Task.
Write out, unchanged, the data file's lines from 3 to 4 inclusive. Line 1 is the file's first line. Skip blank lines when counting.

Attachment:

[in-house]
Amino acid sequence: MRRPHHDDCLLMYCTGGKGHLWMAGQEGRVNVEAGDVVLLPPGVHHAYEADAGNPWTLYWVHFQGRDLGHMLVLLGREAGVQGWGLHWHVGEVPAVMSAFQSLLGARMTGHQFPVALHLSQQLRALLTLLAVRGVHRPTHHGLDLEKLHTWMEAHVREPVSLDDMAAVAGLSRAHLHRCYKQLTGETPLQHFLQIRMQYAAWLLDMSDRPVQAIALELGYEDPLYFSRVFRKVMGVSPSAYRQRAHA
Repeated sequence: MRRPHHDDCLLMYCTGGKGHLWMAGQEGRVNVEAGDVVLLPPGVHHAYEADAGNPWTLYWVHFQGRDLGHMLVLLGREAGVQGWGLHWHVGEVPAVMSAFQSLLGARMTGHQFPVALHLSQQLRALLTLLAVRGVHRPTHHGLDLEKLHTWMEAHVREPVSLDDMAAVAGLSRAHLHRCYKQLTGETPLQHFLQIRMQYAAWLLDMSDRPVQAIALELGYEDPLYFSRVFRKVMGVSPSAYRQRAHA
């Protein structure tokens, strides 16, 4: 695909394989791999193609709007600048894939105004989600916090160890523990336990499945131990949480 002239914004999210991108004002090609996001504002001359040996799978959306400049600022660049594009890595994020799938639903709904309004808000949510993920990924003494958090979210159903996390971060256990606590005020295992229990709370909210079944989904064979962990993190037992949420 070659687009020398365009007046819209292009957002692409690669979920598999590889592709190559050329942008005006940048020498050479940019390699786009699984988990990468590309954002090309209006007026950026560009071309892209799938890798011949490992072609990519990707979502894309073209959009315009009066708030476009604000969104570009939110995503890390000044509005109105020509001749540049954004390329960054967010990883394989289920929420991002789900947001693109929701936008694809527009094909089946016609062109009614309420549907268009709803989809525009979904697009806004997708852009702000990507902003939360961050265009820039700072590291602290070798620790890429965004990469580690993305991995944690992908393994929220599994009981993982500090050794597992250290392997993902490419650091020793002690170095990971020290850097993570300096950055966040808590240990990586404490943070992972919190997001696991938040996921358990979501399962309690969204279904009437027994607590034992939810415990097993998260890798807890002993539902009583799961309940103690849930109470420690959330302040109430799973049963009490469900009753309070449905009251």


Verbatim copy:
Repeated sequence: MRRPHHDDCLLMYCTGGKGHLWMAGQEGRVNVEAGDVVLLPPGVHHAYEADAGNPWTLYWVHFQGRDLGHMLVLLGREAGVQGWGLHWHVGEVPAVMSAFQSLLGARMTGHQFPVALHLSQQLRALLTLLAVRGVHRPTHHGLDLEKLHTWMEAHVREPVSLDDMAAVAGLSRAHLHRCYKQLTGETPLQHFLQIRMQYAAWLLDMSDRPVQAIALELGYEDPLYFSRVFRKVMGVSPSAYRQRAHA
């Protein structure tokens, strides 16, 4: 695909394989791999193609709007600048894939105004989600916090160890523990336990499945131990949480 002239914004999210991108004002090609996001504002001359040996799978959306400049600022660049594009890595994020799938639903709904309004808000949510993920990924003494958090979210159903996390971060256990606590005020295992229990709370909210079944989904064979962990993190037992949420 070659687009020398365009007046819209292009957002692409690669979920598999590889592709190559050329942008005006940048020498050479940019390699786009699984988990990468590309954002090309209006007026950026560009071309892209799938890798011949490992072609990519990707979502894309073209959009315009009066708030476009604000969104570009939110995503890390000044509005109105020509001749540049954004390329960054967010990883394989289920929420991002789900947001693109929701936008694809527009094909089946016609062109009614309420549907268009709803989809525009979904697009806004997708852009702000990507902003939360961050265009820039700072590291602290070798620790890429965004990469580690993305991995944690992908393994929220599994009981993982500090050794597992250290392997993902490419650091020793002690170095990971020290850097993570300096950055966040808590240990990586404490943070992972919190997001696991938040996921358990979501399962309690969204279904009437027994607590034992939810415990097993998260890798807890002993539902009583799961309940103690849930109470420690959330302040109430799973049963009490469900009753309070449905009251």